In recent decades, the Arabidopsis root system has been extensively used to dissect developmental processes because of its simplicity and the predictability of cell fate. Its root meristem is composed of concentric layers of epidermis, cortex, and endodermis encircling the stele that contains the vascular system. Each cell file can be traced to the initials and a mitotically less-active quiescent center (QC), which serves as the stem cell niche. The combination of PLETHORA, SCARECROW, and SHORT-ROOT transcription factors, as well as local auxin distribution, are essential for correct positioning of the QC and maintenance of that niche. In the epidermis, fates for the root hair-bearing (H) and non-hair (N) cells are determined by their positions relative to neighboring cells. Recent molecular genetics studies have provided insights into the molecular mechanisms for this specification of position-dependent cell fate and regulatory circuits in the Arabidopsis epidermis. Taken together, such positional information plays a key role in dictating the stem cell niche and cell fates.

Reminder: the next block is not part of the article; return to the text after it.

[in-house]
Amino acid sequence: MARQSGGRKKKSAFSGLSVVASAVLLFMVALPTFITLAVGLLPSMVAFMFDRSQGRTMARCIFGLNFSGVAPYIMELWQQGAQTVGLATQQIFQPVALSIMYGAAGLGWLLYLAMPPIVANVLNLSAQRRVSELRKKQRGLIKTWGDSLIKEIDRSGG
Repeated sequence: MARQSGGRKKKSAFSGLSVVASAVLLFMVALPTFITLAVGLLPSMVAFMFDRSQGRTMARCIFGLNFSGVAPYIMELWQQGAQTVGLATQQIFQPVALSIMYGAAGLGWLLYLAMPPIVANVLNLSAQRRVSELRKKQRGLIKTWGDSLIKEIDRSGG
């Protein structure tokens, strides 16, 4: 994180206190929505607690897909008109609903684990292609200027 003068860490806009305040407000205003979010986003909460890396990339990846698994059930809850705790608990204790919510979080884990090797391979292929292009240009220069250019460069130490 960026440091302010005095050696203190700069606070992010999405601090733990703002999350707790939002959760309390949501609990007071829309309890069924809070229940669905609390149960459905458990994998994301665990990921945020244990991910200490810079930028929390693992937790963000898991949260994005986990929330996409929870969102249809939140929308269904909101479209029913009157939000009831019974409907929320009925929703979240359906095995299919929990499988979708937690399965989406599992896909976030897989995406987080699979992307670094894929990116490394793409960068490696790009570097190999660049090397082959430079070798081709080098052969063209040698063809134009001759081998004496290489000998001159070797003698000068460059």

Bibliographical noteFunding Information:
We thank Hye Jung Yu for artwork in the figures. This project was supported by grants from the KOSEF (No. R01-2006-000-11026-0) and Crop Functional Genomics Center of the 21 st Century Frontier Research Program (Code No. CGl123) to JL funded by the Korean government; and by grants from the Plant Signaling Network Research Center (Rll-2003-008-03004-0) and the KRF (C00469) to MML funded by the Korean government.
All Science Journal Classification (ASJC) codes
- Plant Science